1.12These recommendations are based on the premise that challenging teaching environments can be improved through increased training and a more rigid curriculum. In reality, and as the inquiry has borne out, it is not a problem of disruption, it is a problem of disregard and neglect by governments.

1.13Central to the issues of classroom conditions is the funding crisis in our public school system. Just 1.3% of Australian public schools are funded to 100% of the Schooling Resource Standard (SRS). Public schools are overwhelmingly responsible for teaching young people experiencing various forms of disadvantage or additional need. The immediate full funding of public schools should be the starting point for any reform.

Recommendation 1

1.14Fully fund public schools at the beginning of the next National School Reform Agreement in 2025.

1.15Final recommendations are reserved for the final report.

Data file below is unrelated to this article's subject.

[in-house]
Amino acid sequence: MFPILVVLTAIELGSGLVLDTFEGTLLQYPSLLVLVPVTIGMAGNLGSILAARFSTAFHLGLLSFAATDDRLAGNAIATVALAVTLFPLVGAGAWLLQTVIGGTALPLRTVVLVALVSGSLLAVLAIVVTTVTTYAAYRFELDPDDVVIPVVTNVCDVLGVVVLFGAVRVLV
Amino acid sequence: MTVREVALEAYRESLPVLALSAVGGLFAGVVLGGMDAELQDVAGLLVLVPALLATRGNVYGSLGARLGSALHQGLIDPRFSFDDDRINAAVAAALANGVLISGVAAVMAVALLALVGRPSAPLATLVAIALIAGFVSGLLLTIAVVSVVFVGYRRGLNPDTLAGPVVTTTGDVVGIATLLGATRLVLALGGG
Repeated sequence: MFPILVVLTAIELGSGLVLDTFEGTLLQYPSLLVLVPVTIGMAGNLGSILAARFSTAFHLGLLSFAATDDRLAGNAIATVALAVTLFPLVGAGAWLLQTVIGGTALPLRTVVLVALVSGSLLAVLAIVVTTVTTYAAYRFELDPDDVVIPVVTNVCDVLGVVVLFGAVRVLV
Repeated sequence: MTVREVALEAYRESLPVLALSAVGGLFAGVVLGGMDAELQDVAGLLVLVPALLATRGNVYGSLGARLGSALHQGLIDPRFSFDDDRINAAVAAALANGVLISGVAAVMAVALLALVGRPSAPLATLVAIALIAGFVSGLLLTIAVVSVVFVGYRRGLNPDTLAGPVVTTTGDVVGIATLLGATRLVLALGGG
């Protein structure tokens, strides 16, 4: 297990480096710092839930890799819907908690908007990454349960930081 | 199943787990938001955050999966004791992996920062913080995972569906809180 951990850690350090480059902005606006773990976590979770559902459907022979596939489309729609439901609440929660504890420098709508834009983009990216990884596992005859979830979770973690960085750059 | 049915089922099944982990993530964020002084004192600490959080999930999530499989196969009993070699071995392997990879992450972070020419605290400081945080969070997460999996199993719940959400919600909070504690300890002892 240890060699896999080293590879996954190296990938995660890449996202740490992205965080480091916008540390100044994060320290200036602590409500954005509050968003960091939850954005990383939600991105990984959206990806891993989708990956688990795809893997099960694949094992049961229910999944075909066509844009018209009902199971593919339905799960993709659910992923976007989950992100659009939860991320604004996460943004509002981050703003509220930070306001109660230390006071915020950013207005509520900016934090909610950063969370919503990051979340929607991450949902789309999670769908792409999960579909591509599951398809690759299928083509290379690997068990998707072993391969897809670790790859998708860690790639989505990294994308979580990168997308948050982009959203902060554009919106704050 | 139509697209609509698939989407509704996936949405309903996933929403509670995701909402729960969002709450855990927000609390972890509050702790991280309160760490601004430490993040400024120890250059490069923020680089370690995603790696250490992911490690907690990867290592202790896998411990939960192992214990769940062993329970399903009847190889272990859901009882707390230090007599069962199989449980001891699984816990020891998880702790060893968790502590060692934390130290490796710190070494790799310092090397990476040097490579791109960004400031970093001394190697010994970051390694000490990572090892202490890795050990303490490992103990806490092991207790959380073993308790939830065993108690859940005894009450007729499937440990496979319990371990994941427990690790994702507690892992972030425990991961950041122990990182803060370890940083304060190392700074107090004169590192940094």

Senator Penny Allman-Payne

Substitute Member


[1]MacKillop Family Services, Submission 34, p. 1.

[2]Autism CRC, Submission 25, p. 6.

[3]Ms Sophie Wiggans, Systems Advocate, Queensland Advocacy for Inclusion, Proof Committee Hansard, 20 April 2023, p. 6.

[4]Ms Sophie Wiggans, Systems Advocate, Queensland Advocacy for Inclusion, Proof Committee Hansard, 20 April 2023, p. 6.

[5]Dr Helen Egeber, Senior Lecturer, Edith Cowan University School of Education, Proof Committee Hansard, 7 June 2023, p. 1.

[6]Dr Helen Egeber, Senior Lecturer, Edith Cowan University School of Education, Proof Committee Hansard, 7 June 2023, p. 1.